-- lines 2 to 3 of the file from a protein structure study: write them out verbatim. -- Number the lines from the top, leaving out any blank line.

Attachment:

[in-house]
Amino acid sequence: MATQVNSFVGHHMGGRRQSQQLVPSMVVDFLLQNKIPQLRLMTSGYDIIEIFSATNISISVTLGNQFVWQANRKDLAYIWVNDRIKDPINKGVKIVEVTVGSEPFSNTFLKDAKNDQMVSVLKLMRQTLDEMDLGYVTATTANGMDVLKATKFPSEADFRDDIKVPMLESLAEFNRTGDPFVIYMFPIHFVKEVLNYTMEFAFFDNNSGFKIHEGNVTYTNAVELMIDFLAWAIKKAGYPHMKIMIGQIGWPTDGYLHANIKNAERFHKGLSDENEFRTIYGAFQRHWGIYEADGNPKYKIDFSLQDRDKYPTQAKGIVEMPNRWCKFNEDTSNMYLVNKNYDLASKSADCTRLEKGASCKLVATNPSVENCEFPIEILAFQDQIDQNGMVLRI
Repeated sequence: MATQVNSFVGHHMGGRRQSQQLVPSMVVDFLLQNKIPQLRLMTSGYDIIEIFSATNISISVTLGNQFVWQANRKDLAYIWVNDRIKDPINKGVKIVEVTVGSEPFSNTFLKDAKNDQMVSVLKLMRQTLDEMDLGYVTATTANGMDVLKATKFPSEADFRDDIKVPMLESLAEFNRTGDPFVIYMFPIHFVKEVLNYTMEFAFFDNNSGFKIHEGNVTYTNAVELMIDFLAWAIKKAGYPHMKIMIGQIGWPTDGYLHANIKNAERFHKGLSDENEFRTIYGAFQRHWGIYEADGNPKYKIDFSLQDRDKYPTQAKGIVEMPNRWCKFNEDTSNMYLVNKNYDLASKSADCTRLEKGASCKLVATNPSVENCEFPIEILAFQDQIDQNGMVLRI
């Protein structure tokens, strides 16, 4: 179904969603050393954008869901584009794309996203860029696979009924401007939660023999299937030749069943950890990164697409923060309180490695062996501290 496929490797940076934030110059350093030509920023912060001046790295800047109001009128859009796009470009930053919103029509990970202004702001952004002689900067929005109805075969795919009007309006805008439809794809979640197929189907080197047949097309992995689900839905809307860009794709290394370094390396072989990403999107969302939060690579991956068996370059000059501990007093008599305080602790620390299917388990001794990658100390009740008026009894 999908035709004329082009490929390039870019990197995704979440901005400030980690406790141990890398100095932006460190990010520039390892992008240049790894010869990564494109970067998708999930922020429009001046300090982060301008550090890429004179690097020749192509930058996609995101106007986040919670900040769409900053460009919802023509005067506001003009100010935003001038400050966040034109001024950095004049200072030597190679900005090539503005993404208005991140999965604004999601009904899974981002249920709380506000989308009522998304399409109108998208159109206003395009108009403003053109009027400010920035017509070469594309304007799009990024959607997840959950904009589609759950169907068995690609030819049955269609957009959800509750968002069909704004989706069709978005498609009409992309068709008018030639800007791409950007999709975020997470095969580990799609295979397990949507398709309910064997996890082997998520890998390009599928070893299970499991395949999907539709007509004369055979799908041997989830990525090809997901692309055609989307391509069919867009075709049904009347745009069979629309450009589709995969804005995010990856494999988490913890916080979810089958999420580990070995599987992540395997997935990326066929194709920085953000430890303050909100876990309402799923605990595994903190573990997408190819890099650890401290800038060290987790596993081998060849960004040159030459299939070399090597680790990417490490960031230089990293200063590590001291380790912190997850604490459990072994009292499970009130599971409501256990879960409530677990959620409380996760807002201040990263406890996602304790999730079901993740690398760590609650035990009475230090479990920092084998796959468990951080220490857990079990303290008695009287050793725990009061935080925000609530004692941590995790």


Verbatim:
Amino acid sequence: MATQVNSFVGHHMGGRRQSQQLVPSMVVDFLLQNKIPQLRLMTSGYDIIEIFSATNISISVTLGNQFVWQANRKDLAYIWVNDRIKDPINKGVKIVEVTVGSEPFSNTFLKDAKNDQMVSVLKLMRQTLDEMDLGYVTATTANGMDVLKATKFPSEADFRDDIKVPMLESLAEFNRTGDPFVIYMFPIHFVKEVLNYTMEFAFFDNNSGFKIHEGNVTYTNAVELMIDFLAWAIKKAGYPHMKIMIGQIGWPTDGYLHANIKNAERFHKGLSDENEFRTIYGAFQRHWGIYEADGNPKYKIDFSLQDRDKYPTQAKGIVEMPNRWCKFNEDTSNMYLVNKNYDLASKSADCTRLEKGASCKLVATNPSVENCEFPIEILAFQDQIDQNGMVLRI
Repeated sequence: MATQVNSFVGHHMGGRRQSQQLVPSMVVDFLLQNKIPQLRLMTSGYDIIEIFSATNISISVTLGNQFVWQANRKDLAYIWVNDRIKDPINKGVKIVEVTVGSEPFSNTFLKDAKNDQMVSVLKLMRQTLDEMDLGYVTATTANGMDVLKATKFPSEADFRDDIKVPMLESLAEFNRTGDPFVIYMFPIHFVKEVLNYTMEFAFFDNNSGFKIHEGNVTYTNAVELMIDFLAWAIKKAGYPHMKIMIGQIGWPTDGYLHANIKNAERFHKGLSDENEFRTIYGAFQRHWGIYEADGNPKYKIDFSLQDRDKYPTQAKGIVEMPNRWCKFNEDTSNMYLVNKNYDLASKSADCTRLEKGASCKLVATNPSVENCEFPIEILAFQDQIDQNGMVLRI